Goodreads: Seventeen-year-old "Hank" has found himself at Penn Station in New York City with no memory of anything --who he is, where he came from, why he's running away. His only possession is a worn copy of Walden, by Henry David Thoreau. And so he becomes Henry David-or "Hank" and takes first to the streets, and then to the only destination he can think of--Walden Pond in Concord, Massachusetts. Cal Armistead's remarkable debut novel is about a teen in search of himself. Hank begins to piece together recollections from his past. The only way Hank can discover his present is to face up to the realities of his grievous memories. He must come to terms with the tragedy of his past, to stop running, and to find his way home.
This book was interesting...in a way that at times I didn't entirely love, but in the end did touch me. I think my biggest problem is that it reads like an MG book, but the main character is 17. A lot of the romance here felt awkward and forced (that might be why it felt like MG to me...that's how I feel about most hints of romance in MG books). And some of the lines both grossed me out immensely and made me laugh - with gems like "Music creates a bond between us, an intimacy. Like touching her with music instead of fingers." I just...eww! I could totally get behind everything the author was communicating here...until those last three words. And I felt like that was what a lot of the book was for me. As a whole this book was a great coming of age novel that deals with all sorts of different issues that comes along with that - relationships with girls and family, choosing what to do when you graduate high school, how transformative music can be. I can get behind all of that, and these parts were my favourites. But then there would be something like the line above and it would jerk me out of the story. I don't want to make this sound like I hated the book, or even really disliked it because I didn't. I think it has a really heart warming story - I definitely teared up in spots (although admittedly that isn't hard to do in my case) and I really ended up caring for the characters. In fact, I really want to more about what happens when the book ends! As much as the romance didn't work for me as a whole, there is a part towards the end where the main characters really connect through music. It might sound corny, but I have been there, where someone you are performing with can specifically draw something out of you that you couldn't have done on your own. Music really can just...electrify a relationship. It's parts like these that I think are really powerful in this book (it's clear the author is a musician) and that really made it for me.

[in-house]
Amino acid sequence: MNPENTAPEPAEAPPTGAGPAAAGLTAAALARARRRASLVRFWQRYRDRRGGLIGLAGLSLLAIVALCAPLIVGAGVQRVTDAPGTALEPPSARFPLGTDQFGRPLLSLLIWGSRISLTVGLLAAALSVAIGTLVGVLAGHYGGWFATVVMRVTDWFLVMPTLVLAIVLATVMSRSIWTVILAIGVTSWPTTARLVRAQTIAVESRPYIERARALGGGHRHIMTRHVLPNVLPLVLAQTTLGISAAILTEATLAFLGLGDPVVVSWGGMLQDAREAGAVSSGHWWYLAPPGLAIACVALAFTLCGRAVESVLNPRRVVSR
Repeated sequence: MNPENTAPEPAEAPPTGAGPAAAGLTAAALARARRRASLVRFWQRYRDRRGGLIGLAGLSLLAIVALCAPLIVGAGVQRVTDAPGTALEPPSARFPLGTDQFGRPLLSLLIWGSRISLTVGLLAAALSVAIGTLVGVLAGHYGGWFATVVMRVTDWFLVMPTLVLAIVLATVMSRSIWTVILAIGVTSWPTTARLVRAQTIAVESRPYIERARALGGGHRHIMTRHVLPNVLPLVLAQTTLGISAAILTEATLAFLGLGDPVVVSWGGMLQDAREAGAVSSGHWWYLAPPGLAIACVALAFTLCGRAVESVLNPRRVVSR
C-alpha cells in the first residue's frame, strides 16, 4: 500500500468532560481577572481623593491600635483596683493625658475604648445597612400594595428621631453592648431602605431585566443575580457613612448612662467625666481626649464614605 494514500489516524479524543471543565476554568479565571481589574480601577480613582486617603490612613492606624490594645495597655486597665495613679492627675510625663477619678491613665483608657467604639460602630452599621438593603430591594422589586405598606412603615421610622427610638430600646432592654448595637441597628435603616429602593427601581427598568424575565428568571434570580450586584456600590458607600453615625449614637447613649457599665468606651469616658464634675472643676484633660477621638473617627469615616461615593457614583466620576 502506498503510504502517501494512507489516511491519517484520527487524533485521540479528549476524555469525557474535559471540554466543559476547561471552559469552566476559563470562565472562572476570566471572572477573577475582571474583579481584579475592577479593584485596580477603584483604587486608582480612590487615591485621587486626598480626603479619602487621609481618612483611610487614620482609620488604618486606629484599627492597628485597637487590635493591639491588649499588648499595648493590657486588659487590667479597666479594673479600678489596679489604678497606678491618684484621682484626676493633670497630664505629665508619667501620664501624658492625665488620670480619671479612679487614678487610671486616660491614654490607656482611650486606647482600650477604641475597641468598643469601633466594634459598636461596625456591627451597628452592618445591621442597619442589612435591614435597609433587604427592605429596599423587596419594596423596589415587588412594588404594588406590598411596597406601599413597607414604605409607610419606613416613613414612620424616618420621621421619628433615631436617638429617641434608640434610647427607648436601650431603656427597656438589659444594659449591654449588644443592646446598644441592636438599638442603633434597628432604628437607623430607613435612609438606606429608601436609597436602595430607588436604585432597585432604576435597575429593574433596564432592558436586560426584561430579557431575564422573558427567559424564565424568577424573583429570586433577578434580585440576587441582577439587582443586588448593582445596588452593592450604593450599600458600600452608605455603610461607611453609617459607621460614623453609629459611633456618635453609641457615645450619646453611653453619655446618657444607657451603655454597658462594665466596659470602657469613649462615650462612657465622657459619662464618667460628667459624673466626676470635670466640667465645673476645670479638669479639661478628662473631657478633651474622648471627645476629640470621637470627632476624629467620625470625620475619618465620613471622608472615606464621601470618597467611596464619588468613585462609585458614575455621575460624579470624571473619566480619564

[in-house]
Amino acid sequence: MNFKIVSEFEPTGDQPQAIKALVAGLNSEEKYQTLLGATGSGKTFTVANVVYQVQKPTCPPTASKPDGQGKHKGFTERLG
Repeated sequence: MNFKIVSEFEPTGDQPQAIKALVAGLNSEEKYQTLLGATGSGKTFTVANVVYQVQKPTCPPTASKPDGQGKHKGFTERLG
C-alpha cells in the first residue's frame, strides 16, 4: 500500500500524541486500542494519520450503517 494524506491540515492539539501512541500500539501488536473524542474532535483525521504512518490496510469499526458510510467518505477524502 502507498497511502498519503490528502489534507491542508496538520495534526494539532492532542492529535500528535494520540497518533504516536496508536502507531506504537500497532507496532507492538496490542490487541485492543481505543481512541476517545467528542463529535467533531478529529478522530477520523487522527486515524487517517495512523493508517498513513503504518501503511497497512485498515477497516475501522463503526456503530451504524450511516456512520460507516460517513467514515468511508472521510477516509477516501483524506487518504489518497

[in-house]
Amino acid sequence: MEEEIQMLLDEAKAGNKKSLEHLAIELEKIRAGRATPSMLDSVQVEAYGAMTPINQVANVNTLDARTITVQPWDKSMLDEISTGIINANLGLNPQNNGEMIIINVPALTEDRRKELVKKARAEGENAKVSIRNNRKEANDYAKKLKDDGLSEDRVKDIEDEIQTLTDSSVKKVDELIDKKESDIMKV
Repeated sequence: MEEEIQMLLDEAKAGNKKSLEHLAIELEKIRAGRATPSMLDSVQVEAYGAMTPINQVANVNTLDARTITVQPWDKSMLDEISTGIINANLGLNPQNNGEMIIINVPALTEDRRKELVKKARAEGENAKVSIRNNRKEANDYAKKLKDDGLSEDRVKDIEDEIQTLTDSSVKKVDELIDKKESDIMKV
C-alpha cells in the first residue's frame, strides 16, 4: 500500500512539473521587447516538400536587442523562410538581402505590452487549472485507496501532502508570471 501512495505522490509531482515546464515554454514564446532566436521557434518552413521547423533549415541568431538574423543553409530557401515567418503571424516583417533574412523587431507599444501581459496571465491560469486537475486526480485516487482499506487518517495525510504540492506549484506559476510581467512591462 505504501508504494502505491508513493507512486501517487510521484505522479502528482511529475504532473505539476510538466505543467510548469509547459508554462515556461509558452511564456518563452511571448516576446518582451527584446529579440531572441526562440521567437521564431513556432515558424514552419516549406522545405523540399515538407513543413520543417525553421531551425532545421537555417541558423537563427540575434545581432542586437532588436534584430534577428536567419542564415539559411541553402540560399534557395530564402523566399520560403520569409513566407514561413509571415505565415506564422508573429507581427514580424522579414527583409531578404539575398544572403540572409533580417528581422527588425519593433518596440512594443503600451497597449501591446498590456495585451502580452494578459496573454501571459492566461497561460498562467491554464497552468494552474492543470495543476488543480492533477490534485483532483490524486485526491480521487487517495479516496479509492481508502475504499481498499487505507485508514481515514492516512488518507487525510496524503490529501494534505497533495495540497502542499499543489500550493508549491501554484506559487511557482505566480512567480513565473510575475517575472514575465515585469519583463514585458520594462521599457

Overall while I feel like this book can have success with the age group its marketed at, I think it will have more success with a slightly younger group (maybe early high school kids or middle school). And I think it might be the perfect book for a specific kid and that it might really open things up for them. I just don't think it's as a whole going to hold a lot of interest across a wide audience.